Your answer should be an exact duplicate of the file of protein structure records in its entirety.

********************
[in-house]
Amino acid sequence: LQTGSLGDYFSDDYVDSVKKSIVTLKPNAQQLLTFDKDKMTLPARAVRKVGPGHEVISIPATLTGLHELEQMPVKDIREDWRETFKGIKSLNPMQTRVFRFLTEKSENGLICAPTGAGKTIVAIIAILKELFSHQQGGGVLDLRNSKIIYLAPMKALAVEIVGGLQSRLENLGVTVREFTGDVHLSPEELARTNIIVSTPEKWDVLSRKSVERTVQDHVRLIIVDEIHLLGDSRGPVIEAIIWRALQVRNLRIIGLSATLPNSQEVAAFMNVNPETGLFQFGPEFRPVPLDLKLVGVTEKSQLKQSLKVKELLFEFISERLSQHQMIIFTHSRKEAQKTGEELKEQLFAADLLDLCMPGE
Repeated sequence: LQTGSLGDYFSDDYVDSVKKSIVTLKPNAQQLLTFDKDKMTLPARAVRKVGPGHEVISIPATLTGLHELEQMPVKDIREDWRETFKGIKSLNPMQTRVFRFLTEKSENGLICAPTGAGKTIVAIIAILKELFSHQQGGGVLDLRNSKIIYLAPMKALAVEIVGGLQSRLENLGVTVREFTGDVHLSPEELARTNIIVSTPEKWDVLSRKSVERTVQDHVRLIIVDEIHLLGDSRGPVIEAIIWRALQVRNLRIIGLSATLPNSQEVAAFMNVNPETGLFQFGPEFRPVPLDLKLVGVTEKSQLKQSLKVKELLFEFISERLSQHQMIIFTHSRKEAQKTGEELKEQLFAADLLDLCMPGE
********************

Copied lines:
[in-house]
Amino acid sequence: LQTGSLGDYFSDDYVDSVKKSIVTLKPNAQQLLTFDKDKMTLPARAVRKVGPGHEVISIPATLTGLHELEQMPVKDIREDWRETFKGIKSLNPMQTRVFRFLTEKSENGLICAPTGAGKTIVAIIAILKELFSHQQGGGVLDLRNSKIIYLAPMKALAVEIVGGLQSRLENLGVTVREFTGDVHLSPEELARTNIIVSTPEKWDVLSRKSVERTVQDHVRLIIVDEIHLLGDSRGPVIEAIIWRALQVRNLRIIGLSATLPNSQEVAAFMNVNPETGLFQFGPEFRPVPLDLKLVGVTEKSQLKQSLKVKELLFEFISERLSQHQMIIFTHSRKEAQKTGEELKEQLFAADLLDLCMPGE
Repeated sequence: LQTGSLGDYFSDDYVDSVKKSIVTLKPNAQQLLTFDKDKMTLPARAVRKVGPGHEVISIPATLTGLHELEQMPVKDIREDWRETFKGIKSLNPMQTRVFRFLTEKSENGLICAPTGAGKTIVAIIAILKELFSHQQGGGVLDLRNSKIIYLAPMKALAVEIVGGLQSRLENLGVTVREFTGDVHLSPEELARTNIIVSTPEKWDVLSRKSVERTVQDHVRLIIVDEIHLLGDSRGPVIEAIIWRALQVRNLRIIGLSATLPNSQEVAAFMNVNPETGLFQFGPEFRPVPLDLKLVGVTEKSQLKQSLKVKELLFEFISERLSQHQMIIFTHSRKEAQKTGEELKEQLFAADLLDLCMPGE